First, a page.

Investigations on Baker Street

A Day in The Country
A quite weekend. What could go wrong?

Dr. Watson has been invited to the country estate of his war friend, William Ashby, Esquire. The invitation has also been extended to the new investigators taking up cases out of Baker Street. A quite weekend in the country sounds like fun to Meredith Cunningham and she drags along her uncle, Sir Bartholomew Alexander Kensington III to join her.

Constable's Report

Late Friday evening the carriage driver from the estate of William Ashby, Esquire, contacted me. He informed me that William Ashby had been murdered in his bed by the stable boy Harland.  Margret, William’s wife and Michael, his young cousin, had wisely sent for me straight away.

I, of course, made haste and went with said driver to the estate where the crime, most heinous, had occurred.

Upon my arrival I was shown to a location outside the home where a ladder rested against a chimney. Two persons,  a young female and older male, from London, amateur sleuths, had already walked all over the crime scene both inside and out. They had even tainted testimony of witnesses by asking leading questions, putting certain ideas into the witnesses’ heads about who the culprit could be.

I, of course, being the professional I am looked at all of the evidence without any preconceived ideas and sought first to clear the name of the stable boy, Harland.  I found it convenient that so much evidence pointed directly at him. I took the older male with me, a Sir Kensington, to keep him out of trouble. Being of the upper class I hoped he would leave this to the professionals. I found him very opinionated and gruff for one of the upper class. The young lady, a Miss Cunningham, remained at the estate. I felt the more delicate of the sexes was most likely to stay out of trouble without her man there to egg on her meddlesome ways.

I found Harland exactly where I knew he would be and after questioning him and his parents locked him up, for his own safety, until I could apprehend the real culprit. He did say that he had seen young Michael and Lady Margret share an embrace once that was one of lovers more than one of cousin-in-laws.

I returned to the estate with the loquacious Sir Kensington to continue the investigation.

I “enlisted the aid” of Sir Kensington and the young Miss Cunningham, so I could keep an eye on them. I found that the gardener had seen young Michael Ashby on the roof at the chimney yelling into it at approximately 7:45PM.  This was when Lady Ashby was at the door to the victim’s room talking to him through the door. It should be noted at this point that said chimney leads to William Ashby’s room. It had previously been stated from the amateur detective duo that the room key found in Ashby’s hand was the only key to his room and that the door was locked leaving no one able to enter. This is why I found the door kicked in when I arrived.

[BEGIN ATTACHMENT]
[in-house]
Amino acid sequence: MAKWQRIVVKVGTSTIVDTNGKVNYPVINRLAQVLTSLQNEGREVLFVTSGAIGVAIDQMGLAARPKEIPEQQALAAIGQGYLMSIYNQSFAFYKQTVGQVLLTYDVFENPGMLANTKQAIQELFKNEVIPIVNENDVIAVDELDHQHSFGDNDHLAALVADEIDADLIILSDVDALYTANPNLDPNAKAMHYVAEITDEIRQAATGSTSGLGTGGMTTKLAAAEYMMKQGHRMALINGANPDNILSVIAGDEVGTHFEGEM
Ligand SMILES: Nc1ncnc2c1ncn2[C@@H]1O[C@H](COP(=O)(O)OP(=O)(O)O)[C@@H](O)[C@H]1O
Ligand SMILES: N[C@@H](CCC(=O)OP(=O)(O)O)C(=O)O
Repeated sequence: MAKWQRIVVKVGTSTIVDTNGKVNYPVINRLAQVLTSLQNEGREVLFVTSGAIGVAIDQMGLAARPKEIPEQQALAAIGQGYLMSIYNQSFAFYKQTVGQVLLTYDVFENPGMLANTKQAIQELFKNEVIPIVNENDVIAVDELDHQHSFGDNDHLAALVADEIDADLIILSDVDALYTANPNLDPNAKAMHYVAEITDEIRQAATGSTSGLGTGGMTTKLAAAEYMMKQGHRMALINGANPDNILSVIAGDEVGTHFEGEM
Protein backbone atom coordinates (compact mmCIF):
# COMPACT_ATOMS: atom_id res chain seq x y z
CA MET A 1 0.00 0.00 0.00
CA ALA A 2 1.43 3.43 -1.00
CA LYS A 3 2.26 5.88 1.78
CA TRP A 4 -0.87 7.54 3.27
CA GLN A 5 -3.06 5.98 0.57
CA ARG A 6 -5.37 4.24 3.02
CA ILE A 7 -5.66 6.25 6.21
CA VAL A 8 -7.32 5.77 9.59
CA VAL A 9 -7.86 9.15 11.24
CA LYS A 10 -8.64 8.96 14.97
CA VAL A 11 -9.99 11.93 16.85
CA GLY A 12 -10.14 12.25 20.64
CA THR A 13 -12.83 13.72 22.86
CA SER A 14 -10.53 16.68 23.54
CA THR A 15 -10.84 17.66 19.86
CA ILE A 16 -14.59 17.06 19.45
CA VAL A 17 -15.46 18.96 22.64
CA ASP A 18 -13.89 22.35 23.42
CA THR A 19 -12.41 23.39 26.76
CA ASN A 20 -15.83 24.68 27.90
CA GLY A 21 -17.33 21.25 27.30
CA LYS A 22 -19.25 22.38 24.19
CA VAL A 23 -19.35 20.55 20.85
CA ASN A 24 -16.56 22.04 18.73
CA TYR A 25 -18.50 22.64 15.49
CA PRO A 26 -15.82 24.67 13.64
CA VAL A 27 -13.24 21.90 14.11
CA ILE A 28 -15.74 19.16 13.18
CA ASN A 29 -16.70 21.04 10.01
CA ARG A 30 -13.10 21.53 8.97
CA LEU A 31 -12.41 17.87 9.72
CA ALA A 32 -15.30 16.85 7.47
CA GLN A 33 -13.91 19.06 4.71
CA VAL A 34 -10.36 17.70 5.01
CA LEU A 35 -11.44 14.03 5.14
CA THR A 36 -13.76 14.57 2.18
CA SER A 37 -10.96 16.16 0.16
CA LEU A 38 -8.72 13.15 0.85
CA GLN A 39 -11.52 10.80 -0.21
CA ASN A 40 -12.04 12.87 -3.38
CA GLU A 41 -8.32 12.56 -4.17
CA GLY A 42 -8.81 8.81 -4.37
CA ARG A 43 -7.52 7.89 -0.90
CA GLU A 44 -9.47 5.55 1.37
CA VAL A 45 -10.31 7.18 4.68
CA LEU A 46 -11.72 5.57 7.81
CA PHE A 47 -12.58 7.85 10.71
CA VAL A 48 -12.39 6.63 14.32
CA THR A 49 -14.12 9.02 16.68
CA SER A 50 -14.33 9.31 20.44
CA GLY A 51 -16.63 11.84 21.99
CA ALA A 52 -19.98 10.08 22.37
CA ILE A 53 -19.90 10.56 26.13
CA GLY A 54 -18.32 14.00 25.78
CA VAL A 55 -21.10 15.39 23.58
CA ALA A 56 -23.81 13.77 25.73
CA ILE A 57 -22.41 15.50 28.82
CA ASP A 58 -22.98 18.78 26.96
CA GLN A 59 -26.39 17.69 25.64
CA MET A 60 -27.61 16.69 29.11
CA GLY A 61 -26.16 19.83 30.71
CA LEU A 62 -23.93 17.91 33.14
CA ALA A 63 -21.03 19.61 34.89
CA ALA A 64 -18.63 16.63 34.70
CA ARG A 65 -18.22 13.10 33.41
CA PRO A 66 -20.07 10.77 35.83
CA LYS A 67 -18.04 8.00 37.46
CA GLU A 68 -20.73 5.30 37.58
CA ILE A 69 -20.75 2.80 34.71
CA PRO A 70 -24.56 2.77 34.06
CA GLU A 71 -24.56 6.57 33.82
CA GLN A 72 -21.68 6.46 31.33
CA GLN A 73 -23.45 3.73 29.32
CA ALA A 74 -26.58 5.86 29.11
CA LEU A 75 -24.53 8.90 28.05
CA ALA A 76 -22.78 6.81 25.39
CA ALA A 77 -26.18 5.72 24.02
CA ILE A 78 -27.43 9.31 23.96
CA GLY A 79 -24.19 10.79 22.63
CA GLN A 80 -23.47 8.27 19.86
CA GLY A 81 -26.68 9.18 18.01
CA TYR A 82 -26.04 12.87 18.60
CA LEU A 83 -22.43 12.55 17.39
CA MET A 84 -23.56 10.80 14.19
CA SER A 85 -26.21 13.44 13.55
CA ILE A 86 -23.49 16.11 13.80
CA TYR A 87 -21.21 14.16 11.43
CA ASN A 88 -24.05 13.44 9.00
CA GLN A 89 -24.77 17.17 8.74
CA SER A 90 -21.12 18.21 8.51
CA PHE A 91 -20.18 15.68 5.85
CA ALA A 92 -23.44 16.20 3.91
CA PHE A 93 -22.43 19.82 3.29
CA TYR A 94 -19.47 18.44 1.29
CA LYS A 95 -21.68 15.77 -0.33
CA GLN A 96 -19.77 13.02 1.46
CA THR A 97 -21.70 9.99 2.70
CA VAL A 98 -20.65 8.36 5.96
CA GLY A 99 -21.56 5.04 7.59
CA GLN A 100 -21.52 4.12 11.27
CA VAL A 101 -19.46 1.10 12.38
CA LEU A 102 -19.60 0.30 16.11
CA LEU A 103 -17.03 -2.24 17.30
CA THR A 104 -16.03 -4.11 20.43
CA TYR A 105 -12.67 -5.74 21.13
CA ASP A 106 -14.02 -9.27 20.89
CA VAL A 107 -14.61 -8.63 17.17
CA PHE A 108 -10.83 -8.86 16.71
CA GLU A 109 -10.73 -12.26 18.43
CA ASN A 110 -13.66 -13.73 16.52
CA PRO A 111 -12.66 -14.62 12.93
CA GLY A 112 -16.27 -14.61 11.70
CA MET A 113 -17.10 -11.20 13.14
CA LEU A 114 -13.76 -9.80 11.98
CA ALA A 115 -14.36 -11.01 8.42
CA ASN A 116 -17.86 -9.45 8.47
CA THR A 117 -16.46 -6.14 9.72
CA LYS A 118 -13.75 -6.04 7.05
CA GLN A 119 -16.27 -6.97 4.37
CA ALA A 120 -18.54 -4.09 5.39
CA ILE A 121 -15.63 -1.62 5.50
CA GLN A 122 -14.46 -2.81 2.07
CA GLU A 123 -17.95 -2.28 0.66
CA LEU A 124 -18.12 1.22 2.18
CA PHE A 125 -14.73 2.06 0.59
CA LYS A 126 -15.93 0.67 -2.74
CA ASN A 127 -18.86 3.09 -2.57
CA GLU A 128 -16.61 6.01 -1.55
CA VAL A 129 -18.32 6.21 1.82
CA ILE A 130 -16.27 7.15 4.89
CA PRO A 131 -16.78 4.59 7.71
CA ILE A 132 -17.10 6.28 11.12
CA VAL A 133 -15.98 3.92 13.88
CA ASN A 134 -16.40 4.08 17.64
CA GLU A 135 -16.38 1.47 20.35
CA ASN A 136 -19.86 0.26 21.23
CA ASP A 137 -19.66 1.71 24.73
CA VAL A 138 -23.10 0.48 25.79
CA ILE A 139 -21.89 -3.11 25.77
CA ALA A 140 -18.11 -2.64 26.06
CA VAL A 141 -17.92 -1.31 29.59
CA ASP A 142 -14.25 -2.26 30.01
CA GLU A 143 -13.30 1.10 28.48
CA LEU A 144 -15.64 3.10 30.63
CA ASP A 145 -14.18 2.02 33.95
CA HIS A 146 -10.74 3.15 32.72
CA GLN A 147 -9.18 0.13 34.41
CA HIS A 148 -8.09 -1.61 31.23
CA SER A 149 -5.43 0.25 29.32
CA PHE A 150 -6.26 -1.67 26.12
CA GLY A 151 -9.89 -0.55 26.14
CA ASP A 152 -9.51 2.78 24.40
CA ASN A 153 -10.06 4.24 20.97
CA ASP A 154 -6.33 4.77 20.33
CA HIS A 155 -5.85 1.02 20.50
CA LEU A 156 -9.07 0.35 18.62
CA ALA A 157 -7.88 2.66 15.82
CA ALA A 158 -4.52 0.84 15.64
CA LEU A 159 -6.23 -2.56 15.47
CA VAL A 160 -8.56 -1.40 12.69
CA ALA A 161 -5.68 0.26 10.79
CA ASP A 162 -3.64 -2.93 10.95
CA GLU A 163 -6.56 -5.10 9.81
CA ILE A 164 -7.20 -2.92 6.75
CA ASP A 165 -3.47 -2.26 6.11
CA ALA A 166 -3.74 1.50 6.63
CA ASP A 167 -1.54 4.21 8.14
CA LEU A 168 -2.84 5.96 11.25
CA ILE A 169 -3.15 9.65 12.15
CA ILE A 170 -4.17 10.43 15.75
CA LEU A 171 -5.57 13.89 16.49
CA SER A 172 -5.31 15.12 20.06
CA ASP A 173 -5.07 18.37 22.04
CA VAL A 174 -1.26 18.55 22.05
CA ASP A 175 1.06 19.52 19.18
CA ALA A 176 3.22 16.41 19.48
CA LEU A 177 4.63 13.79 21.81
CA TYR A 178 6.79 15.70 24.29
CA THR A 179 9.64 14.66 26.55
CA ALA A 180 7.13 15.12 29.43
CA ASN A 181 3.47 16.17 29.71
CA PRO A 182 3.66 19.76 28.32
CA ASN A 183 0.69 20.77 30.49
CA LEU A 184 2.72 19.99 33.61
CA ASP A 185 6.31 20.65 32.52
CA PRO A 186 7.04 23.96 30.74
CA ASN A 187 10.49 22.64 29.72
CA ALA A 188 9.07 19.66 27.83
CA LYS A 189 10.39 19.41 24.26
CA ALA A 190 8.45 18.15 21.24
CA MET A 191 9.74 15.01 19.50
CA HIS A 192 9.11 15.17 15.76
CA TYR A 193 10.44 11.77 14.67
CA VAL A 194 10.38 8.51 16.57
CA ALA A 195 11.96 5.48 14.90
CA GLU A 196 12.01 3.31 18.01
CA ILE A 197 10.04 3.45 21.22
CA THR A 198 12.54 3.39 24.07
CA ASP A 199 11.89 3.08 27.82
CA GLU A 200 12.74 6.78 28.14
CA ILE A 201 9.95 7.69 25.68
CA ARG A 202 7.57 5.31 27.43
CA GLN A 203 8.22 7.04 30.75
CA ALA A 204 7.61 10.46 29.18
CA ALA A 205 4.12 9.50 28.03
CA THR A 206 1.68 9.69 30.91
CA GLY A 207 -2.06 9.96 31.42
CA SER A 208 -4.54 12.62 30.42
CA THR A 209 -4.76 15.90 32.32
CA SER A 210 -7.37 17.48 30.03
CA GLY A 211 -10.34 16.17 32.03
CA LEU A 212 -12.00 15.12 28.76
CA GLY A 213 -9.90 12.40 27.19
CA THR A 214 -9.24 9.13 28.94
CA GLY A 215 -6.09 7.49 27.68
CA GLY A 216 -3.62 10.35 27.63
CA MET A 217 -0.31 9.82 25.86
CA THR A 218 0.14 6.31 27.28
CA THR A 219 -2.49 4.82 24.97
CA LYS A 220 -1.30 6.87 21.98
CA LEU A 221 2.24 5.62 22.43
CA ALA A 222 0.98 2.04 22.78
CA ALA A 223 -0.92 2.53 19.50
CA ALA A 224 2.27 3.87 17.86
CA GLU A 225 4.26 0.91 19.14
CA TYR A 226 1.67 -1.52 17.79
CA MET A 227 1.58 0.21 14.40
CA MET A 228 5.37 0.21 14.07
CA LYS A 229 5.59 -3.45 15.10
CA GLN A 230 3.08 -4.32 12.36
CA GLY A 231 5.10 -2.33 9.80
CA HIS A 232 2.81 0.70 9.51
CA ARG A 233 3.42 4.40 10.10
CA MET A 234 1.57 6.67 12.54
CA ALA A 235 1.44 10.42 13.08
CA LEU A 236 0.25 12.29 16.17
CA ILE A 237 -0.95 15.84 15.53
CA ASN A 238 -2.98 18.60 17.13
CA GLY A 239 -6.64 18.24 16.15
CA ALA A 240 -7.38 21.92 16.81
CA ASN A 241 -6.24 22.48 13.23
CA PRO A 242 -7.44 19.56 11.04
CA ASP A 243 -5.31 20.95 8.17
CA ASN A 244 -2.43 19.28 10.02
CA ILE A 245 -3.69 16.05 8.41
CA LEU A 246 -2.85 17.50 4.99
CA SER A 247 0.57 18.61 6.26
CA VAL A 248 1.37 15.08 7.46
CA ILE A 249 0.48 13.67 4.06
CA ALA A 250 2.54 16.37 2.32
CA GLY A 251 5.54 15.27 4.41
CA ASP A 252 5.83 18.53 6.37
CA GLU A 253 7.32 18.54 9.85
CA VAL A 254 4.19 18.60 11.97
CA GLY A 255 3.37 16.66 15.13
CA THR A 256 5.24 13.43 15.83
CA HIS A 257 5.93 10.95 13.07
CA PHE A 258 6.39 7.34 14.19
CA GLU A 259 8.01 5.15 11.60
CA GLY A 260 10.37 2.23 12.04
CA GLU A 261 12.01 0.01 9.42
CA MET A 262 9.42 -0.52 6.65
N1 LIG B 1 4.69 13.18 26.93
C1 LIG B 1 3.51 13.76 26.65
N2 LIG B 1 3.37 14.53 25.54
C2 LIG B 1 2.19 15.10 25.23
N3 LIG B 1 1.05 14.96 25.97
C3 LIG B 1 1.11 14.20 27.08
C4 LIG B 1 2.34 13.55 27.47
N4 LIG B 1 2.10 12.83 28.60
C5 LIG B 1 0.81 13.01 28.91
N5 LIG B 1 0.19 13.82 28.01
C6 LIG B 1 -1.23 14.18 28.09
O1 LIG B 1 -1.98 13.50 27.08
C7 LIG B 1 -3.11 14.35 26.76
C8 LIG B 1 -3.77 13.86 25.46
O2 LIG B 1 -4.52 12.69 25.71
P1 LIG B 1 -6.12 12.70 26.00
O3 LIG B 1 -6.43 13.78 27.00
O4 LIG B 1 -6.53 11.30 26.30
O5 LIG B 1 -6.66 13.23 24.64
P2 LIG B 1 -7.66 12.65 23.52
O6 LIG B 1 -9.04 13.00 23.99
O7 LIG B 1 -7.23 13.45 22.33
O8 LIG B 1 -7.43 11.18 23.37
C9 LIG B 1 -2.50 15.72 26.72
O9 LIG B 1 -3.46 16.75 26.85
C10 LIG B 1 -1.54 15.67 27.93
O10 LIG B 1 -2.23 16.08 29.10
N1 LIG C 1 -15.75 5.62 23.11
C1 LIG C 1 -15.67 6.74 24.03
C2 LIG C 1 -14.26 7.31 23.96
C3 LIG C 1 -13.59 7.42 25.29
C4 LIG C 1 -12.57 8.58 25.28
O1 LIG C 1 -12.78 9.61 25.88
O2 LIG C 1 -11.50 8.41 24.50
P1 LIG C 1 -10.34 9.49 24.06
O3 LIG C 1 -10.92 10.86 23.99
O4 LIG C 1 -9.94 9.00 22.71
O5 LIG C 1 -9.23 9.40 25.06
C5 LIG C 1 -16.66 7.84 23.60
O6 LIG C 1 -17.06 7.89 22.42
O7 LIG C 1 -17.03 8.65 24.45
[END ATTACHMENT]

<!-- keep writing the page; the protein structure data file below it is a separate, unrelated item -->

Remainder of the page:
I felt that some things in the story were not adding up and searched Lady Ashby’s room and found another key to William Ashby’s room. When I confronted Michael and Margret Ashby with the evidence of what I knew to be their plot to kill William, take his money and continue their most scandalous affair they immediately broke down and confessed.

I arrested both and released young Harland, knowing that he would now be safe that the two culprits could cause no further harm.

With your approval, I will share this report of my methods with the two amateur detectives from London hoping that in the future they may be of more help to the professionals that have dedicated their lives to the pursuit of justice.

Your Most Loyal Servant.

The Case of the Angry Goddess
Murder most foul at he British Museum

Lord Arthur Mendham is a wealthy and influential nobleman who has devoted his considerable talents, and not a little of his fortune, to archaeological pursuits. He recently returned to England in triumph after excavating a temple to Ishtar, the Assyro-Babylonian goddess of love and war, in the desert near Baghdad. But triumph turns to tragedy when Lord Arthur is found in a room of the British Museum dead with his head smashed in.

His sister, Lady Honoria, approaches Meredith Cunningham and Captain Richard Sharpe to get to the bottom of the matter.

The Case of the Jilted Bride
Based on the Holmes Case, A Case of Identity

Miss Mary Sutherland has recently been left at the altar under peculiar circumstances. Her fiancé was in the carriage behind her own when traveling to the church. When his carriage arrived at the church, however, it was mysteriously empty. Her fiancé has not been seen or heard from since. Miss Sutherland has decided to call upon Meredith Cunningham and Sir Bartholomew Alexander Kensington III at Baker Street for help.

The Adventure of the Empty Warehouse
The investigators first case